Weber - #19-2
Standing L-R: Hooker, Charles T. (B); Weber, Ralph A. (P); Thomas, Onial A. (CP); Picken, Robert D. (N)
Kneeling Middle L-R: Stradley, Telford V. (NG); Moore, Richard L. ? (E/WG); Kane, William F. (RO/WG)
Sitting Front L-R: Miller, Terry T. (TG); Lacey, Joseph T. (TT); O'Connor, Joseph P. (BG)
The following is from Joe Lacey:
We were trained at 216th Combat Crew Training School, Pueblo CO as crew #8-22-47 under Lt. R. Weber.
On 1 November 1944 on Mission #123 over Graz Marshalling Yards, Austria we were hit by flak. Lt. Weber was wounded and we lost all hydraulics. Co-pilot Thomas assumed command and we returned to base away from our squadron. We were the plane that landed with two chutes deployed from the waist windows for braking power. We ended up next to the Red Cross Shack. Stradley and Lacey handled the chutes and pulled the rip cords on the signal, which was a kick in the butt.
The following is from The Havana Post January 1945:
Sgt. Terry Miller, 19-year-old son of Mr. and Mrs. W. J. Miller of central Baguanos, Oriente Providence, Cuba, and a tail gunner on a B-24 Liberator crew in the Fifteenth Air Force, landed safely at his home base after his second combat mission, despite the fact that his plane had been shredded with flak, the hydraulic lines knocked out, and the pilot badly wounded.
"We hit the railroad yards at Graz, Austria," explains Miller, and their ack-ack boys hit us right back - but hard. A minute or so before 'bombs away' a stream of flak struck the front part of the ship, hitting the nose turret and the top hatch. A great chunk of it caught our pilot, 2nd Lt. Ralph Weber of Aurora, Ill., in the leg, and he had to pass controls over to the co-pilot, 2nd Lt. Onial A. Thomas, of Wynnewood Okla., who was flying his first combat mission. He found that his number four engine was spurting flames, the hydraulic system had been sliced by flak, and that another engine was coughing for want of fuel. Immediately he began a long side-slip towards the earth. When the ship had dropped some 4,000 feet the flames were stifled.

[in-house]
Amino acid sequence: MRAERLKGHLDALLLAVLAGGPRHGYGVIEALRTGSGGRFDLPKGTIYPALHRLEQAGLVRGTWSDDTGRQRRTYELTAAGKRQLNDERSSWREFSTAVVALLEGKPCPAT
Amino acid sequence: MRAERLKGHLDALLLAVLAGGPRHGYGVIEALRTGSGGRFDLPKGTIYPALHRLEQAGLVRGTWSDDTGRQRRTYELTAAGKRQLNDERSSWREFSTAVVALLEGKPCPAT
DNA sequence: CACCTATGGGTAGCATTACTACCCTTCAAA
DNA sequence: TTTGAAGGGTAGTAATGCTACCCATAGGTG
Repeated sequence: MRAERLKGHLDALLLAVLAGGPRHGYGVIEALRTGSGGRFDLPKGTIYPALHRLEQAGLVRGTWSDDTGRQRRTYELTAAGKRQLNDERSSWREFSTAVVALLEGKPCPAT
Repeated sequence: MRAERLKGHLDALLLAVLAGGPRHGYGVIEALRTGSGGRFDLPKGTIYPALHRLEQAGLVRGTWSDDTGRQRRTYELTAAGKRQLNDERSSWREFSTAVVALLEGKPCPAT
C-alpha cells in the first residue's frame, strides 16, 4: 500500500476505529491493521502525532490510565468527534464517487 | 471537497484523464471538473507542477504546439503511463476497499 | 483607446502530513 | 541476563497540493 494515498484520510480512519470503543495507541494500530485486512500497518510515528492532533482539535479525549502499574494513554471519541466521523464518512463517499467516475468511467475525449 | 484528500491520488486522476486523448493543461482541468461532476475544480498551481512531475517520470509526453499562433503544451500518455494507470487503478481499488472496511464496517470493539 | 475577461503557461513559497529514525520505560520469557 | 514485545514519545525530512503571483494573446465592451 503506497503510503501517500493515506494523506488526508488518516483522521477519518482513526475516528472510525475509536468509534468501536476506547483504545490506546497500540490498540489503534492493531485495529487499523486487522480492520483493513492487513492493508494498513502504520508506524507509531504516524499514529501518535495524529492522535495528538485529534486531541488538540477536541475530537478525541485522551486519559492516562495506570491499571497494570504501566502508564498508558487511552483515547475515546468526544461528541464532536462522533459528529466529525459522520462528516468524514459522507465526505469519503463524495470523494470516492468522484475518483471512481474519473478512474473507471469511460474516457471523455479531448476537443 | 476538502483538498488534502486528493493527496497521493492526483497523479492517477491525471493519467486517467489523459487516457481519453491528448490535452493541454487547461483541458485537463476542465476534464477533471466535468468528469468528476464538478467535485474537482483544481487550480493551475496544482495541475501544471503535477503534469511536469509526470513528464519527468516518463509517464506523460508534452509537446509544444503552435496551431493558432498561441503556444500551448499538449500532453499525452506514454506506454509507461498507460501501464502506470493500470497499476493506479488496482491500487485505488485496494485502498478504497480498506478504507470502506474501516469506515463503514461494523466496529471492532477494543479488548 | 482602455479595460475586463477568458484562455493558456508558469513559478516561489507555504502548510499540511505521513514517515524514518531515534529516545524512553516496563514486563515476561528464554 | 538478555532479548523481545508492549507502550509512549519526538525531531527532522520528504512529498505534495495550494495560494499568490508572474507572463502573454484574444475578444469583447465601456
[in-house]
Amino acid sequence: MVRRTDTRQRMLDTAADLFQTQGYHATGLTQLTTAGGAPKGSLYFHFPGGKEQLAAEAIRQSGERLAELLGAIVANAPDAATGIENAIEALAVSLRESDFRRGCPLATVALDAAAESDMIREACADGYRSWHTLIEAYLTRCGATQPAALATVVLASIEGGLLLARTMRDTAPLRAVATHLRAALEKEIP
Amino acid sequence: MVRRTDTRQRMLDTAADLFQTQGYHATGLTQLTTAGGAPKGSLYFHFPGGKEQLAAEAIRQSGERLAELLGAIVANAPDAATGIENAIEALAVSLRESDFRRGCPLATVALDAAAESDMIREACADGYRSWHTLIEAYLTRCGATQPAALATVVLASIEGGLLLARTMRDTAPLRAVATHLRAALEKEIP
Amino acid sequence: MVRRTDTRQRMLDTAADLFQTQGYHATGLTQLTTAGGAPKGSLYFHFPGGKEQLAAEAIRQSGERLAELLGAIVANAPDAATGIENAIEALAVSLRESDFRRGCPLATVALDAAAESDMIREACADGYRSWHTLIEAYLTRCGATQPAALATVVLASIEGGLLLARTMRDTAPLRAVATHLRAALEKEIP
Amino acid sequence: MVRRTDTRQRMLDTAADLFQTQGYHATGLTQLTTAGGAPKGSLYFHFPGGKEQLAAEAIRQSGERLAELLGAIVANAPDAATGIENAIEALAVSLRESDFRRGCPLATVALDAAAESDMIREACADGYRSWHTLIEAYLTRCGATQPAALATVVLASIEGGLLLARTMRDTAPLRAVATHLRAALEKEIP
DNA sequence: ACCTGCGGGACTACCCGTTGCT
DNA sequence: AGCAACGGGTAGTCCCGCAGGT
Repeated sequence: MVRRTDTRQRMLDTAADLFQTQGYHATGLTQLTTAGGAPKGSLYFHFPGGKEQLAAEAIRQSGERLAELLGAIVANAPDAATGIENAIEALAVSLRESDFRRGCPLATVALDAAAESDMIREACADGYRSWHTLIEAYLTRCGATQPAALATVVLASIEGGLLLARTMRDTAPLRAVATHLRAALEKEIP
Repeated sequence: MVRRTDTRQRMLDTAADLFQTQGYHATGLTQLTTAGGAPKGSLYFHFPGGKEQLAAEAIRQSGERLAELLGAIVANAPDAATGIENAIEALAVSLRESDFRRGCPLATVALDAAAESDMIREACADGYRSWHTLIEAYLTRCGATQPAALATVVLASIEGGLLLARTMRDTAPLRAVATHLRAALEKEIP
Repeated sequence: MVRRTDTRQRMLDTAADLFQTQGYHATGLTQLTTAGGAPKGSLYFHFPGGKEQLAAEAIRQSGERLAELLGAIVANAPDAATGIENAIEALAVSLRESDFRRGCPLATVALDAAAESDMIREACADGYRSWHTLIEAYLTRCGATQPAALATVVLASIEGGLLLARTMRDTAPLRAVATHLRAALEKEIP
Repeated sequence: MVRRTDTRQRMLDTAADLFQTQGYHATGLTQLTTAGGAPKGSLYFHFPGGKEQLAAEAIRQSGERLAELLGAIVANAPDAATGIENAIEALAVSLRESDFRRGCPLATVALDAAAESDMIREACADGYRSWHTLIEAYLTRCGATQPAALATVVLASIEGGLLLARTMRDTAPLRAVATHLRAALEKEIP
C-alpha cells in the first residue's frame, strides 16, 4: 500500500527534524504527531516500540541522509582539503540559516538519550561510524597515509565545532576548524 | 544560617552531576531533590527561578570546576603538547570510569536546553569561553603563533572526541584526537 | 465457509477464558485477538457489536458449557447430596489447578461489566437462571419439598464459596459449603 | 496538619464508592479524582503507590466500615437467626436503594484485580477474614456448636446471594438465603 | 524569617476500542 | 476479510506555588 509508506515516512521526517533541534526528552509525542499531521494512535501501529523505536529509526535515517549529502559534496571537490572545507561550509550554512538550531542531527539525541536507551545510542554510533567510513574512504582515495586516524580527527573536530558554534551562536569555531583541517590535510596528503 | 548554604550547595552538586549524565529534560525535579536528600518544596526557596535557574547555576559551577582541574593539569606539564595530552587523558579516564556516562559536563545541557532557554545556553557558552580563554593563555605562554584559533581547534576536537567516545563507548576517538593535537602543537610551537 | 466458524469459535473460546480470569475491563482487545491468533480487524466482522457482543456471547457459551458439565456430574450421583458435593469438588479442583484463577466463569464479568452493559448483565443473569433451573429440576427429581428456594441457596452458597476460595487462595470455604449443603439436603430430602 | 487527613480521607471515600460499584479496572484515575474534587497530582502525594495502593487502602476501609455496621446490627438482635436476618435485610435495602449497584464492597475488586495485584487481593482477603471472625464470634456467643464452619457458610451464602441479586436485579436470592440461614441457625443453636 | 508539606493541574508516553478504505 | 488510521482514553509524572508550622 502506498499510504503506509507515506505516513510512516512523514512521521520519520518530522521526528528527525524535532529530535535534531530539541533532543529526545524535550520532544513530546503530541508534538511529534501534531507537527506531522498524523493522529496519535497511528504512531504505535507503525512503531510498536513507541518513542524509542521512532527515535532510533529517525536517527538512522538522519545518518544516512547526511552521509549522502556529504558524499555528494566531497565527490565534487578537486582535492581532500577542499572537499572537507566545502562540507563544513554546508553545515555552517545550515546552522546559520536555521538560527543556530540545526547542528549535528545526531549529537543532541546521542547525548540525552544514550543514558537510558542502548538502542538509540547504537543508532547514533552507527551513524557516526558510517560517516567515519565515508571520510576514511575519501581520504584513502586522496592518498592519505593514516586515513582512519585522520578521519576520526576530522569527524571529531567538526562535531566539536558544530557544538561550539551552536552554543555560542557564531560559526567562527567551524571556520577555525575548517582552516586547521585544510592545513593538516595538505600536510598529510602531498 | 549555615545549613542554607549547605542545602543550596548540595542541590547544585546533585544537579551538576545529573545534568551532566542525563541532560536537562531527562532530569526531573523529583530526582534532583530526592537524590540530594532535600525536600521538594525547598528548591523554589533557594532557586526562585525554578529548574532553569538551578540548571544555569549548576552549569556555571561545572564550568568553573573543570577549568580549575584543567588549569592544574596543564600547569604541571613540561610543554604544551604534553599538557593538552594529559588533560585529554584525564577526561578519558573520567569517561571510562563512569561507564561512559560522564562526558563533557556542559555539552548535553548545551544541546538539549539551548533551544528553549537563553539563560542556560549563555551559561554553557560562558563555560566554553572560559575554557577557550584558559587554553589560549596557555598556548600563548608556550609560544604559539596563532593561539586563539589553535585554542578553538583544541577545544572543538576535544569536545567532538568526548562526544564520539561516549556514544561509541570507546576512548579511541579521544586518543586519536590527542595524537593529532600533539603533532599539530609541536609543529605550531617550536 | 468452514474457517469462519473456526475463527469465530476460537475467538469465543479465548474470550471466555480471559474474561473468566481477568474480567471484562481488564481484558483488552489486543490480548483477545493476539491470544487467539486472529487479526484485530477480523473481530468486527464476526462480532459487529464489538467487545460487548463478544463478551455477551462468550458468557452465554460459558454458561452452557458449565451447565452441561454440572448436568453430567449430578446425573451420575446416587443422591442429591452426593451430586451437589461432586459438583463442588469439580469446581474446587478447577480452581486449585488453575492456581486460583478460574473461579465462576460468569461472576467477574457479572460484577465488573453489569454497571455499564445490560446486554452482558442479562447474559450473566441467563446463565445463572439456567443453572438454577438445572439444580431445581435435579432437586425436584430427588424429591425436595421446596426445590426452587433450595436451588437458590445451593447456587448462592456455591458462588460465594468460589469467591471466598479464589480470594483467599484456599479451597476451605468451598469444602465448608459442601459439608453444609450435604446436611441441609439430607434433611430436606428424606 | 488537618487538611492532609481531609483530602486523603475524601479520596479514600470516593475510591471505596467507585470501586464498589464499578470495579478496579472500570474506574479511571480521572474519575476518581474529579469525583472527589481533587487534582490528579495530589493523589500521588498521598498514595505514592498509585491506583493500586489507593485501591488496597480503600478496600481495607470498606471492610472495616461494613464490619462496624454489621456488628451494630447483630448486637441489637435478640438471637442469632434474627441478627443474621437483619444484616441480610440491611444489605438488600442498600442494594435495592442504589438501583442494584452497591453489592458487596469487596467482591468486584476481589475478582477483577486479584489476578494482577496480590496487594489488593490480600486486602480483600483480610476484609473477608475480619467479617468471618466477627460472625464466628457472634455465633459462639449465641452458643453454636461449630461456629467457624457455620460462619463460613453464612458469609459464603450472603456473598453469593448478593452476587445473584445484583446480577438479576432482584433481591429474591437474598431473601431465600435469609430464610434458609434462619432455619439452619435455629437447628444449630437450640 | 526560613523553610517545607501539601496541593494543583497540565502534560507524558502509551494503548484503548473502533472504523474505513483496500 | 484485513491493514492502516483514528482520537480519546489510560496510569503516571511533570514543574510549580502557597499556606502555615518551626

"But we were limping behind badly," say Miller. "Our fuel supply was running mighty low and were flying at a greatly reduced altitude. I gave a hand in throwing overboard some of the heavy equipment in the waist in an attempt to lighten the craft. Meanwhile, the navigator was administering fist aid to Lt. Weber. That pilot was certainly game. He was worrying more about the fuel giving out than the pain in his leg.
"We made it home somehow, but the real problem began when Lt. Thomas tried to set her down. Since our hydraulic system had poured out the bomb-bay doors back at Graz, we had to crank down the landing gear ourselves, and the co-pilot and navigator managed to get down the flaps manually. But landing without brakes is just asking for your nose in the sod. Lt. Thomas told us to tie our parachute harnesses to the waist guns and let the silk fly out both waist windows. Luckily the chutes opened exactly at the same time, and we came to a perfect landing."
Miller was graduated from Riverside Military Academy, New Orleans, La., in July 1943. He entered the AAF 24 December 1943, and received his training as a aerial gunner at Laredo, Texas, where he won his wings 2 May 1944.
He is currently serving with a veteran bomber group, under the command of Lt. Col. Brooks A. Lawhon of Tacoma, Wash. His group has flown more than 150 combat missions and has twice been cited by the War Department for outstanding performance.
Sgt. Terry T. Miller has recently been awarded the Air Medal for "meritorious achievement while participating in sustained operational activity against the enemy."